God, so the saying goes, helps those who helps themselves. If you’re not of a godly persuasion, you might say you make your own luck. Action brings its own rewards.
These are truisms that have filtered their way into philosophy and social policy, but it’s worth stepping back and doing a bit of de-filtering. I was forced to do so when I was commissioned to write an essay recently by the Local Trust, which oversees the Big Local neighbourhood revitalisation scheme in 150 communities across England that have ‘missed out’ on lottery funding.
My brief, very broadly, was to examine what Big Local communities had achieved and how their achievements could be sustained. I visited three Big Local schemes – in Netherton, Merseyside; Lincoln; and Telford – and drew on my knowledge of a long history of community projects in the UK.
On my first visit, to the L30’s Million group in Netherton, I was faced with the conundrum that has become a recurring theme in my essay: if helping yourself (and your community) is a solution, what is the question?
That issue was underlined by a story told me by Debbie Stephens, chief executive of the L30 Community Centre. She described a shooting locally where the victim was still lying on the ground outside the centre when members of the Big Local partnership turned up for their regular meeting.
She also recounted the story of an evening when, as the last member of staff in the office, she grew increasingly worried about youngsters ‘running wild’ on the roof of the centre. Fearing the worst, she called the police. The response was that they couldn’t respond: they had no officers available.
So what good is community self-help when the infrastructure that local society depends on is unravelling?
Another way of looking at the idea of self-help is to say that it’s absolutely what’s needed when social infrastructure is unravelling. The author Colin Ward recounts the story1 of the postwar squatting movement, when homeless ex-service personnel and bombed-out citizens occupied redundant armed forces camps and turned them into temporary housing.
The response of Nye Bevan, founder of the NHS and Labour Party hero, was revealing: these people were ‘jumping their place in the housing queue’. Ward comments that ‘in fact they were jumping out of the housing queue by moving into buildings which would not otherwise have been occupied for housing purposes’.
There’s a tension here that public policy has never quite got to grips with. There are anarchist-utopian and small-state conservative perspectives that recognise self-help as empowering and humanising. And there are social equality and universalist perspectives that demand that all should share fairly in basic services such as housing and healthcare. And opposed to both are the kind of social Darwinist, free-market approaches that demand competition and commercialisation at every juncture.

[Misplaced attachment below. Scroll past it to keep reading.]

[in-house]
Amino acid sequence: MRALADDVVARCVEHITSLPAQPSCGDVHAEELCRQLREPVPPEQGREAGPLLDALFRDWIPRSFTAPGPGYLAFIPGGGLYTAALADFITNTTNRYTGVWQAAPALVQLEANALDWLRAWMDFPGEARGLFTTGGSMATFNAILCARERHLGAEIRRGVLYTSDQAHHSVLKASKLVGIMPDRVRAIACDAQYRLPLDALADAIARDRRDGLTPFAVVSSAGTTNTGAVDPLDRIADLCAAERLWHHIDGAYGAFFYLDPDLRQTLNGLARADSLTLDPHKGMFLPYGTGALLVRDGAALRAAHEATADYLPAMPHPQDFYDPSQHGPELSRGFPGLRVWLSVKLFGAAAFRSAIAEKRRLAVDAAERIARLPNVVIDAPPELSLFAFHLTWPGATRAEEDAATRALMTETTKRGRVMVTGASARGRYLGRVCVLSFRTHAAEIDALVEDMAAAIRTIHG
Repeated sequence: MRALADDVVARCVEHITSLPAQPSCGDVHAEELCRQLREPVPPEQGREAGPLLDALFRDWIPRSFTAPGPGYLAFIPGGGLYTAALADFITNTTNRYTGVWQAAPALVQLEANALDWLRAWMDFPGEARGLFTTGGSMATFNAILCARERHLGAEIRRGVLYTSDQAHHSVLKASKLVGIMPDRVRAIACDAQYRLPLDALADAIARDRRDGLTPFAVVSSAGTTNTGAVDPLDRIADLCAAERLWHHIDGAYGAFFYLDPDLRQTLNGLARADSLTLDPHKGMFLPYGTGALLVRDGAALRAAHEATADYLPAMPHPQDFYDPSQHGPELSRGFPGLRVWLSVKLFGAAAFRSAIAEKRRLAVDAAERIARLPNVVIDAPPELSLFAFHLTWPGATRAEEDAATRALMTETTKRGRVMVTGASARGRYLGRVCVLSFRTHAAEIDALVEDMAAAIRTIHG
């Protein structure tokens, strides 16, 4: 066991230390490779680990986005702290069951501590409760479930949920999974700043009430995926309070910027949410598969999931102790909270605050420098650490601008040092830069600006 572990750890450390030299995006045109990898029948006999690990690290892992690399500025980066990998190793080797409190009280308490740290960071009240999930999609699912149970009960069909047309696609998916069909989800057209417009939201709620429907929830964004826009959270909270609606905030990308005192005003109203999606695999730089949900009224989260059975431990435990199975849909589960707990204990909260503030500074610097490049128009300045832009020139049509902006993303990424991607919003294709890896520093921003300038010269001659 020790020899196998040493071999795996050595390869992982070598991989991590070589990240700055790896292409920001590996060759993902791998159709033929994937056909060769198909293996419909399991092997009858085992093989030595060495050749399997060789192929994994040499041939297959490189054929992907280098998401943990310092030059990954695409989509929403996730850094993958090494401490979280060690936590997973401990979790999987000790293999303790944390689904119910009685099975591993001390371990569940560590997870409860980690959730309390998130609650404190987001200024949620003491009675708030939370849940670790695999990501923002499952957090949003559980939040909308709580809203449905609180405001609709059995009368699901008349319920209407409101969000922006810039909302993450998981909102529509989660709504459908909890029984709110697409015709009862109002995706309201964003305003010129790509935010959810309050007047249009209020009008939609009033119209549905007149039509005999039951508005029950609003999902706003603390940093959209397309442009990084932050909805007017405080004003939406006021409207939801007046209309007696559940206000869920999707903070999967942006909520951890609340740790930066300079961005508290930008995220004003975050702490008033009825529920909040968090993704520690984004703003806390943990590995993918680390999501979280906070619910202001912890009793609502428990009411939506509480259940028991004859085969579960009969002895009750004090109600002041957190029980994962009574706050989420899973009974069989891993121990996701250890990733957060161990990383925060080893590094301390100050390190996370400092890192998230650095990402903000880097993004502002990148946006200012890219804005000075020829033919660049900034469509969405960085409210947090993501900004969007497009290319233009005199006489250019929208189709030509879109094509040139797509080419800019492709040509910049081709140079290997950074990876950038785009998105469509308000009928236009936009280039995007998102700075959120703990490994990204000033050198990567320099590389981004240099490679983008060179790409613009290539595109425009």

Much of the time public policy turns out to be an uncomfortable and unworkable fudge of all of the above, often driven by ill-considered logics and towards opaque ends. It results in a ‘let a thousand flowers wither’ approach: start something, let it grow, pull the plug, do something different. Experience is seldom valued and learning is insufficiently shared, and the next big idea turns out to be more of the same.
In my essay I quote the anthropologist Edwin Ardener’s theory of ‘remote areas’: places that are distant or disconnected, both full of innovators and chocked with the ruins of the past. Their landscape is scattered with ‘the remains of failed innovations’2. They are seen as fair game for other people’s experiments, and subject to a ‘peculiar driving force of abortive innovation’. Their identity is fashioned by others, through labels such as ‘deprived’ or ‘marginal’.
I add: The risk is that such communities become defined by a kind of frenetic neglect. Because they have big problems, they experience a constant succession of small – and sometimes not so small – interventions. But the interventions tend to be a response to a problem, rather than the steady work of building the everyday infrastructure of society. In the meantime, that fabric of everyday life is neglected. Schools are built and knocked down. Shopping centres are opened and then left. The routine maintenance of social life is ignored.
Nobody gets elected on a manifesto of routine maintenance. But that, judiciously applied, is exactly what is required to enable the self-help that I’ve witnessed in the Big Local projects and elsewhere to grow and thrive. So as well as being clearer about the problems to which the mutual aid of ordinary people is the answer, we need to ask another question: in what kind of environment can self-help have the best and most lasting effects?
There are many ways of answering that question. But one response is that it needs to be an environment where time is thought of as an increasing asset rather than a diminishing one: the more time is given to reflection, evaluation and sharing what has been learned, the better the results are likely to be. This is the opposite of current rhetoric of disruptive innovation and ‘transformation’.
It does not rule out radical change. But as one academic wryly notes3, five minutes after the revolution, the revolutionaries must all become administrators. Making things grow is far harder than pulling them up. Sometimes we need levellers, but we always need diggers.
New Seeds Beneath the Snow? is available online at the Local Trust website.
1 Ward, C. (1996). Whose land is it anyway? In: C. Ward (2012), Talking Green. Nottingham: Five Leaves Publications.
2 Ardener, E. (2007). The voice of prophecy, and other essays. New York: Berghahn Books.
3 Kraatz, M. S. (2009). Leadership as institutional work: A bridge to the other side. In T. B. Lawrence, R. Suddaby, & B. Leca, (Eds.), Institutional work: Actors and agency in institutional studies of organizations (pp. 59-91). London: SAGE.